Babylon Rising, Chapter 57

Okay, everyone, here we go on the mysterious trip into the sewers!  Danger lurks around every turn!

Actually, it sorta does.  What to do about that danger is, of course, the question of the day.

Murphy and Isis venture into the ancient sewers beneath the fictional town in Saudi Arabia.  Murphy yanks open a stone slab “door” with his bare hands, because that is just the kind of rugged, manly man that he is. 

This feat will become rather less impressive as the story unfolds.

He and Isis climb down a hole that “wasn’t quite a hundred feet” deep, using the little ceramic handholds that are still intact on the walls.  Which I guess is pretty cool.  After all, Serenity has more than a few ceramic parts in her.

Murphy and Isis actually work together pretty well for about a page, as they figure out which way they want to go.  Though I’m not sure why they couldn’t have sprung for two flashlights, instead of Murphy holding the only one they have and leading the way, leaving Isis free to bump into him every time he stops.  It’s additionally troubling because Isis is the one holding the map.

But then, they find footprints!  Lots of them.  Isis has some hesitation about following the tracks, but Murph actually makes a decent point that they are one of the few leads they have right now. 

(And here is where Murphy seems a bit less like a manly-man when it comes to the stone slab door.  If these sewers are full of so many people, it would appear the slab is moved pretty frequently, instead of having stayed in place for “several centuries,” as Murphy originally assumes.)

Like a girly-girl, Isis clutches Murphy’s arm at this point, which seems particularly unwise since they are currently wandering around underground, in the dark, with but one flashlight to guide them.

They hear chanting.  Murphy doesn’t recognize the language, but Isis almost does.  As they move forward, Isis has a nice little moment, as she comes to terms with the fact that she does not expect to survive:

Had she locked her filing cabinet, the one in which she kept her private diary?  Had she remembered to return her copy of Gilroy’s commentary on the Epic of Gilgamesh to Professor Hitashi?  Had she removed all the moustraps Fiona had insisted on putting down in her office?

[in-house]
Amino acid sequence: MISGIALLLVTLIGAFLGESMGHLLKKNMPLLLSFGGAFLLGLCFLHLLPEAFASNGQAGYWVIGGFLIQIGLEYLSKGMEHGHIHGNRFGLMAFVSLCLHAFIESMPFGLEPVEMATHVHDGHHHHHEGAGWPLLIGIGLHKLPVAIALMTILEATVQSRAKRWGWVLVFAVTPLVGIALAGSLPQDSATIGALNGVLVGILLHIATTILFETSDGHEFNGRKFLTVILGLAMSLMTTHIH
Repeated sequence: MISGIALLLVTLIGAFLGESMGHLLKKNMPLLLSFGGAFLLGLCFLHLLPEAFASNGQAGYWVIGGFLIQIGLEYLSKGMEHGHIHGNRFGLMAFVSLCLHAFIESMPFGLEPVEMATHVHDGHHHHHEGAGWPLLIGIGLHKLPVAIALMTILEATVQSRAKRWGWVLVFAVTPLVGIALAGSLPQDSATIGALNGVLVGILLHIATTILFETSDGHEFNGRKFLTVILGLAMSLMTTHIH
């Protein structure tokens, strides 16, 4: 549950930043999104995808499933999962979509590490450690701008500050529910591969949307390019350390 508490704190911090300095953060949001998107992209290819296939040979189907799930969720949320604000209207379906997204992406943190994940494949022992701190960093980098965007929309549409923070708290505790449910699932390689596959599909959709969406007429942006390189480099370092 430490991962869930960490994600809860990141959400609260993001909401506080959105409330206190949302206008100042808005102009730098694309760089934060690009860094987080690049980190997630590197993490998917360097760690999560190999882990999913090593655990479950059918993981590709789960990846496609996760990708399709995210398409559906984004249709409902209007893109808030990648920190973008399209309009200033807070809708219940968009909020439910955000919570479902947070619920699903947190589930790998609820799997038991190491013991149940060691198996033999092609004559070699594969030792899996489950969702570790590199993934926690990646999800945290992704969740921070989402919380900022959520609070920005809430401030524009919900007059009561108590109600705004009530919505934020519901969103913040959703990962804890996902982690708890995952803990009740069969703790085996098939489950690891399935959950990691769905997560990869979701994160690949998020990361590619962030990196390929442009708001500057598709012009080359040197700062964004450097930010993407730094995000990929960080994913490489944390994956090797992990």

They stumble upon a secret chamber.  It’s a secret chamber with secret rituals that is exactly as you would expect a secret chamber with secret rituals to be.  Skulls lit up with candles (no, I’m serious), shirtless men with knives chanting and swaying, a little girl as a sacrifice.

Isis gasped as she saw the long butcher’s knife each clutched in his lap, and Murphy clapped a hand over her mouth.

She took a deep breath and he slowly took his hand away, then pointed beyond the skulls.

On the end of a pole stuck in the dirt was a thick S-shape of gleaming metal.

The middle section of the Brazen Serpent!

The italics and exclamation point are in the original.  Not my additions.  That is what gets Murphy’s attention.  That is what is most important to him and to the authors.  Not the little girl, but the piece of bronze.  Okay, I know it’s why they came in the first place, but you would think a child in danger might take precedence, at least for the time being.

Murphy pulls Isis back into the tunnel.

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Posted on August 16, 2010, in Babylon Rising, Books. Bookmark the permalink. 9 Comments.

  1. I wish Kit was there – in her current Mama Bear mode. Murphy would *pray* it was Talon instead.

  2. That’s Fiona from Burn Notice, of course. She was talked down from her original plan, which was to wire the office with claymore mines at mouse-level.

    Now, if only someone had thought to bring a submachinegun…

  3. Appropriately freaky! :O My main hope is that they can save the girl in time and get out of there before attracting too much attention from the heavies.

    • Are you certain your main hope isn’t that they actually try to save the girl, rather than letting her sacrifice act as a distraction while they steal the serpent piece?

      • With what we’ve seen of Murphy, I wouldn’t be surprised if that’s what he’s thinking. After all, this is the Middle East; if the girl was a Westerner, they would have mentioned that. She’s just another little brown girl…

        …My stomach rebelled while typing that. 😦

      • Re what Mink said – I really hope racism doesn’t enter into Murphy’s decision-making here. It’s bad enough Murphy could indeed be thinking of letting her sacrfice be a distraction. :O

      • It will be portrayed, of course, as “There was nothing Murphy could do to save the Muslim girl.”

        And then, if GP is as good an author as he has been, Absolutely-Non-Meta Isis Persephone MacGregor will give Murphy the verbal bird, and go ahead and save the girl anyway! and will favor Murph with an absolutely scalding, vicious look as she carries the girl out, leaving Murph to retrieve the serpent. And she will not let him live this down for at least ten chapters.

        … Well, one can hope, at least.

  4. This would be a stunningly dramatic scene — Secret Rituals! Secret Rooms! Human Sacrifice! The Big McGuffin! But… only the McGuffin is important, not the GIRL ABOUT TO BE OFFERED AS A BLOOD SACRIFICE!

    To which I say unto you again: Arglebargle.

  5. And thus the authors reveal their hypocrisy: they get their panties in a twist over the thoughts of someone doing something to make Christians look bad, but they don’t bat an eye at making adherents of reconstructionist religions look bad.

    Way to go, guys.

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